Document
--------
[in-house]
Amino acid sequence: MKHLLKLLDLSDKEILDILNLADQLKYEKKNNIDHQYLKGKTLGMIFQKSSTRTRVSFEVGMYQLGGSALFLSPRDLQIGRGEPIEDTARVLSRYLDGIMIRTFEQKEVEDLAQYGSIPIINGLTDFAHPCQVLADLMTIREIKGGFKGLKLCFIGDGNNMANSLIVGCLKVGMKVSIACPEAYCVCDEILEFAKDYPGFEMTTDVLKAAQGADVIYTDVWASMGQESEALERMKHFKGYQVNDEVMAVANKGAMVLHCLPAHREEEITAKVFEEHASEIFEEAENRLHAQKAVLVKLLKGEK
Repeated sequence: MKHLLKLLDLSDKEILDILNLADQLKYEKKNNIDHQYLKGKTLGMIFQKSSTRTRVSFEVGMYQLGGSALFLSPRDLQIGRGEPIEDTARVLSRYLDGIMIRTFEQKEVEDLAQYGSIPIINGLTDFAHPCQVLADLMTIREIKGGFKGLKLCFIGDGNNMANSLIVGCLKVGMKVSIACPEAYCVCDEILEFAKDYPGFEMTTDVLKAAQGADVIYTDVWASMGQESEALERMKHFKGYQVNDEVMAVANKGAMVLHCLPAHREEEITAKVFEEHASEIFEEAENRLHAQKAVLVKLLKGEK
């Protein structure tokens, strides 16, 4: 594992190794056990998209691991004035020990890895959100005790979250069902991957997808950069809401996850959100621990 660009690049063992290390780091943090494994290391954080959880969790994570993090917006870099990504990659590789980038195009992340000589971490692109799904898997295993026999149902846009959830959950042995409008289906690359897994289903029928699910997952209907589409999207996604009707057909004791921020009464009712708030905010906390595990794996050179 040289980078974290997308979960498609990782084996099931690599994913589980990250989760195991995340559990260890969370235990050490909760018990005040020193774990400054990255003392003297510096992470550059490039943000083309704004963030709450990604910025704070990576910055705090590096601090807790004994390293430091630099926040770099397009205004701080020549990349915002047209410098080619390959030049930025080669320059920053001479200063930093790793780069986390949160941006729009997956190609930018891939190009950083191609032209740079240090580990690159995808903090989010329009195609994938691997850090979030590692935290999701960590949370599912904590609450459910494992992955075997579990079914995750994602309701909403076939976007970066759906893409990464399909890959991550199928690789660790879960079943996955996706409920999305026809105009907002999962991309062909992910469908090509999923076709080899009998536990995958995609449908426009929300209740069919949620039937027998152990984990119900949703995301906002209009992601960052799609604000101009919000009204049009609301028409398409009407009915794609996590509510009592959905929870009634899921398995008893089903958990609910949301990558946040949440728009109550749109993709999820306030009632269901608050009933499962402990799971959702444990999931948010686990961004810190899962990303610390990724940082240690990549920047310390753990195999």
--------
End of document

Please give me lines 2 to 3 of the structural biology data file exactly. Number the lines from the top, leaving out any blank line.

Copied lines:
Amino acid sequence: MKHLLKLLDLSDKEILDILNLADQLKYEKKNNIDHQYLKGKTLGMIFQKSSTRTRVSFEVGMYQLGGSALFLSPRDLQIGRGEPIEDTARVLSRYLDGIMIRTFEQKEVEDLAQYGSIPIINGLTDFAHPCQVLADLMTIREIKGGFKGLKLCFIGDGNNMANSLIVGCLKVGMKVSIACPEAYCVCDEILEFAKDYPGFEMTTDVLKAAQGADVIYTDVWASMGQESEALERMKHFKGYQVNDEVMAVANKGAMVLHCLPAHREEEITAKVFEEHASEIFEEAENRLHAQKAVLVKLLKGEK
Repeated sequence: MKHLLKLLDLSDKEILDILNLADQLKYEKKNNIDHQYLKGKTLGMIFQKSSTRTRVSFEVGMYQLGGSALFLSPRDLQIGRGEPIEDTARVLSRYLDGIMIRTFEQKEVEDLAQYGSIPIINGLTDFAHPCQVLADLMTIREIKGGFKGLKLCFIGDGNNMANSLIVGCLKVGMKVSIACPEAYCVCDEILEFAKDYPGFEMTTDVLKAAQGADVIYTDVWASMGQESEALERMKHFKGYQVNDEVMAVANKGAMVLHCLPAHREEEITAKVFEEHASEIFEEAENRLHAQKAVLVKLLKGEK